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A breast abscess is a relatively rare but significant complication of mastitis that may occur during breastfeeding, particularly in primiparous women. The clinical context is a key to diagnosis as imaging appearances (particularly ultrasound) can mimic many other entities such as breast carcinoma. Rubor, calor, dolor, functio laesa.
Breast abscesses are thought to develop in 5-11% of lactating women with infectious mastitis 3. In this context they are also referred to as lactational abscesses.
There is often an antecedent clinical history of mastitis. The breast usually appears hot, red, and indurated. The course may be affected by antibiotic therapy depending on when the patient is imaged.
A breast abscess is defined as an inflammatory mass that drains purulent material either spontaneously or on incision. The predominant infectious organism is Staphylococcus aureus, often the penicillinase-producing type. Other common types include Staphylococcus epidermidis and Proteus mirabilis.
Peripheral breast abscesses have generally been associated with mastitis during breastfeeding, but previous reports indicate that abscesses are common among non-lactating women.
- increased incidence in those with diabetes
For clinical relevance and for planning treatment beast abscesses are classified as:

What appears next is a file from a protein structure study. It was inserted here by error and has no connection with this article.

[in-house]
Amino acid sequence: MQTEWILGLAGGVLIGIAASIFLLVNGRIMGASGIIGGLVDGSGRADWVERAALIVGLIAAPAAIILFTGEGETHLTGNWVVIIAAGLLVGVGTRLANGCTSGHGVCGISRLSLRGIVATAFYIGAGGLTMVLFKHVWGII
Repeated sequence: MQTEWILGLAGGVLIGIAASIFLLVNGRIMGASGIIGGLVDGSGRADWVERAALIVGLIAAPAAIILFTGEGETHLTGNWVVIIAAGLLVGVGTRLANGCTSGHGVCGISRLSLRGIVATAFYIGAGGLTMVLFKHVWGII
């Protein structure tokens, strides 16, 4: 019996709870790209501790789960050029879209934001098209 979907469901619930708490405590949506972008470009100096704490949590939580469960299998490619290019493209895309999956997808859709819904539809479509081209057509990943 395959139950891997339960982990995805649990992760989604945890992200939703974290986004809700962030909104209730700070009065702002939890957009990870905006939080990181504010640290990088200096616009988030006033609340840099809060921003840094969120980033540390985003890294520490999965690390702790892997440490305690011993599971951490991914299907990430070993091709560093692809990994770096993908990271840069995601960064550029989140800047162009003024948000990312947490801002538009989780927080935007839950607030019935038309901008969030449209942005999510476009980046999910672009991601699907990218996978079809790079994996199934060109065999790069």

- puerperal abscesses: seen in primiparous mothers
- non-puerperal central abscesses: commonest non-breastfeeding abscess, seen mostly in young women; especially smokers
- non-puerperal peripheral abscesses: less commonly seen. Seen in older women with underlying chronic medical conditions like diabetes, rheumatoid arthritis; women taking steroids or underwent a recent breast intervention
The clinical context is crucial to image interpretation.
Ultrasound is considered the most useful initial imaging modality when a breast abscess is suspected. It is also the imaging method of choice to monitor progress, response to therapy and to ensure resolution. For the purpose of follow up the three dimensional measurement of the abscess and the volume of the contents should be given.
Sonographic features suggestive of a breast abscess include
- hypoechoic collection, mostly multiloculated
- no vascularity within the collection
- accoustic enhancement due to fluid content
- an echogenic, vascular rim
Mammography is very rarely indicated or useful. Mammography is recommended to exclude the possibility of malignancy in non puerperal abscesses, in ladies over 30 years and in puerperal abscesses with a prolonged clinical course. Mammographic appearances are often non specific and in the age group where breast abscesses are most often found, mammography is rarely done.
Findings which may be demonstrated are:
- skin thickening
- asymmetric density, mass or distortion
These findings are not specific for abscess or malignancy; however presence of suspicious microcalcifications is more specific for malignancy and a biopsy to rule out carcinoma should be carried out.
Treatment and prognosis
Mastitis and some abscesses may respond to antibiotic treatment with aspiration if needed. Unfortunately, even with adequate treatment, a significant proportion of breast abscesses recur, especially the non-puerperal abscesses 10.
Breastfeeding from the affected breast should cease until resolution is complete.
On ultrasound a breast abscess can easily mimic other entities such as a breast malignancy or a breast hematoma on imaging grounds alone. In practice, the most difficult differentiation is from a galactocele.
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